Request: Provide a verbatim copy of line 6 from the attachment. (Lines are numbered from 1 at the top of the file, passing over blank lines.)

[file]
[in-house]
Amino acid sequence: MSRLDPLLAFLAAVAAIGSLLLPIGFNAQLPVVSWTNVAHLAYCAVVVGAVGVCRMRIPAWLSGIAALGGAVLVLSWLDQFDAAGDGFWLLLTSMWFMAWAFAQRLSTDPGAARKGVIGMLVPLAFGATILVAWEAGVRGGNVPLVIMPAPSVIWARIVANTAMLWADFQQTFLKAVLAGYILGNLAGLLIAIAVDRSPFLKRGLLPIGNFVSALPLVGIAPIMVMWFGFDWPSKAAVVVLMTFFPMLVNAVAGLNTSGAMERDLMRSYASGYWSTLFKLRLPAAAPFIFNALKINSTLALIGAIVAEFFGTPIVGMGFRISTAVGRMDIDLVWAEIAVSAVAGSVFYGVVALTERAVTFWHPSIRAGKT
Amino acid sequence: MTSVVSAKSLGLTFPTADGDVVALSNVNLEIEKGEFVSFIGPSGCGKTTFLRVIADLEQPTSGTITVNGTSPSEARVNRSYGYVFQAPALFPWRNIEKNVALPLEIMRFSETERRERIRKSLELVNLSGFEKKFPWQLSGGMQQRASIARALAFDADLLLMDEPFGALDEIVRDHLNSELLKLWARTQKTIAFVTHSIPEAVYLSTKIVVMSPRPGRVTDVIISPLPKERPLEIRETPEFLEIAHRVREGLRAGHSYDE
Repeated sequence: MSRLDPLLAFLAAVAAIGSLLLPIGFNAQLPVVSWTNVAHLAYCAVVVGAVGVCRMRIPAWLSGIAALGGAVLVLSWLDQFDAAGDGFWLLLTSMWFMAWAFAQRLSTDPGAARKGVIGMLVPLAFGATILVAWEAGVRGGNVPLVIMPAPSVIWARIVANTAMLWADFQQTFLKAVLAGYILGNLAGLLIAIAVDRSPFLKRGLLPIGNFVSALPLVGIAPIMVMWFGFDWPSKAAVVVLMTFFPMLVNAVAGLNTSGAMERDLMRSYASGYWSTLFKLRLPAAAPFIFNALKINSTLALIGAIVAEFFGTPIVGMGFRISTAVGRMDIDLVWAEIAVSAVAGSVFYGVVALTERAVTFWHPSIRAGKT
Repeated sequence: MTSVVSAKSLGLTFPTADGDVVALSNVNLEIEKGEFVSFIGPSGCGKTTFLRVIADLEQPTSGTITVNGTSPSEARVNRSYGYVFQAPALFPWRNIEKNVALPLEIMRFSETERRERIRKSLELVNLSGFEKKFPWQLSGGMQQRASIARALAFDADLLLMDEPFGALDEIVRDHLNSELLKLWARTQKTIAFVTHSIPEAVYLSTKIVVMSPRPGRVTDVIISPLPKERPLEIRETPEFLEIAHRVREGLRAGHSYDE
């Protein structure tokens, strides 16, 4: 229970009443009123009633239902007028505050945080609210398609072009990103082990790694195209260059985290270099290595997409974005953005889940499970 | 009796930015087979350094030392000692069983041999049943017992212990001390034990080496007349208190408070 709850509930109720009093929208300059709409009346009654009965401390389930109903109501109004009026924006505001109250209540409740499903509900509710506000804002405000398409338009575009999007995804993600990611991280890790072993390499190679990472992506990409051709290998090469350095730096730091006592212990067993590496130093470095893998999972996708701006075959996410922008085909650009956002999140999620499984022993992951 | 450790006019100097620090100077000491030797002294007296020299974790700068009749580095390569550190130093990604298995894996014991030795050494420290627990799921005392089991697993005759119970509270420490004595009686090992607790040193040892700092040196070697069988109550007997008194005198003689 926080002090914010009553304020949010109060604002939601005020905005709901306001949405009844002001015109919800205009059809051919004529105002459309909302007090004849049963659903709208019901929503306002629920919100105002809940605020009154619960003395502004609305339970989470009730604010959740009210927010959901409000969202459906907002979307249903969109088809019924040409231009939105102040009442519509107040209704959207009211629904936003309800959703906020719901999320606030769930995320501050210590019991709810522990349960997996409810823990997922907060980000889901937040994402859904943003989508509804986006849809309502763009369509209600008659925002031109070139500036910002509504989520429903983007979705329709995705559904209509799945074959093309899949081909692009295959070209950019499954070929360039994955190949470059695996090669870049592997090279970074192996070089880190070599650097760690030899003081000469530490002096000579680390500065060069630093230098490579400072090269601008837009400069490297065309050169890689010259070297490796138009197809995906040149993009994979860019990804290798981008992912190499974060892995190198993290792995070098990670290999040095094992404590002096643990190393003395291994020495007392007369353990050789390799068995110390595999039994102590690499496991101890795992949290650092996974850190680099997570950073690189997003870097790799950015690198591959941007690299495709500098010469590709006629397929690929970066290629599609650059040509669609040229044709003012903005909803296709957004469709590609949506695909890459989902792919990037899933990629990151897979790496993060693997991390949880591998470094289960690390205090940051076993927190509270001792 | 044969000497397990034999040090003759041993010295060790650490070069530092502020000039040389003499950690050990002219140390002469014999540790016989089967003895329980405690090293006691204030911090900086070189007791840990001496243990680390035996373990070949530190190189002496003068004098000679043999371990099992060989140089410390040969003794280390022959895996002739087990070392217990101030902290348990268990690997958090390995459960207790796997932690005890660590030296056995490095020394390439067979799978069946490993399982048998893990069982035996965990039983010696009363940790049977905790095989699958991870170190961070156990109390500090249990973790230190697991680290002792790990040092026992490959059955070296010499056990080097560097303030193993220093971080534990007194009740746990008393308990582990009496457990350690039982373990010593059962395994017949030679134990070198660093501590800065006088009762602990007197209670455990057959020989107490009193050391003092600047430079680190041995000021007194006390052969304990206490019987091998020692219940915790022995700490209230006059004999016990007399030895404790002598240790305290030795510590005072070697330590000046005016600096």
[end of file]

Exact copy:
């Protein structure tokens, strides 16, 4: 229970009443009123009633239902007028505050945080609210398609072009990103082990790694195209260059985290270099290595997409974005953005889940499970 | 009796930015087979350094030392000692069983041999049943017992212990001390034990080496007349208190408070 709850509930109720009093929208300059709409009346009654009965401390389930109903109501109004009026924006505001109250209540409740499903509900509710506000804002405000398409338009575009999007995804993600990611991280890790072993390499190679990472992506990409051709290998090469350095730096730091006592212990067993590496130093470095893998999972996708701006075959996410922008085909650009956002999140999620499984022993992951 | 450790006019100097620090100077000491030797002294007296020299974790700068009749580095390569550190130093990604298995894996014991030795050494420290627990799921005392089991697993005759119970509270420490004595009686090992607790040193040892700092040196070697069988109550007997008194005198003689 926080002090914010009553304020949010109060604002939601005020905005709901306001949405009844002001015109919800205009059809051919004529105002459309909302007090004849049963659903709208019901929503306002629920919100105002809940605020009154619960003395502004609305339970989470009730604010959740009210927010959901409000969202459906907002979307249903969109088809019924040409231009939105102040009442519509107040209704959207009211629904936003309800959703906020719901999320606030769930995320501050210590019991709810522990349960997996409810823990997922907060980000889901937040994402859904943003989508509804986006849809309502763009369509209600008659925002031109070139500036910002509504989520429903983007979705329709995705559904209509799945074959093309899949081909692009295959070209950019499954070929360039994955190949470059695996090669870049592997090279970074192996070089880190070599650097760690030899003081000469530490002096000579680390500065060069630093230098490579400072090269601008837009400069490297065309050169890689010259070297490796138009197809995906040149993009994979860019990804290798981008992912190499974060892995190198993290792995070098990670290999040095094992404590002096643990190393003395291994020495007392007369353990050789390799068995110390595999039994102590690499496991101890795992949290650092996974850190680099997570950073690189997003870097790799950015690198591959941007690299495709500098010469590709006629397929690929970066290629599609650059040509669609040229044709003012903005909803296709957004469709590609949506695909890459989902792919990037899933990629990151897979790496993060693997991390949880591998470094289960690390205090940051076993927190509270001792 | 044969000497397990034999040090003759041993010295060790650490070069530092502020000039040389003499950690050990002219140390002469014999540790016989089967003895329980405690090293006691204030911090900086070189007791840990001496243990680390035996373990070949530190190189002496003068004098000679043999371990099992060989140089410390040969003794280390022959895996002739087990070392217990101030902290348990268990690997958090390995459960207790796997932690005890660590030296056995490095020394390439067979799978069946490993399982048998893990069982035996965990039983010696009363940790049977905790095989699958991870170190961070156990109390500090249990973790230190697991680290002792790990040092026992490959059955070296010499056990080097560097303030193993220093971080534990007194009740746990008393308990582990009496457990350690039982373990010593059962395994017949030679134990070198660093501590800065006088009762602990007197209670455990057959020989107490009193050391003092600047430079680190041995000021007194006390052969304990206490019987091998020692219940915790022995700490209230006059004999016990007399030895404790002598240790305290030795510590005072070697330590000046005016600096």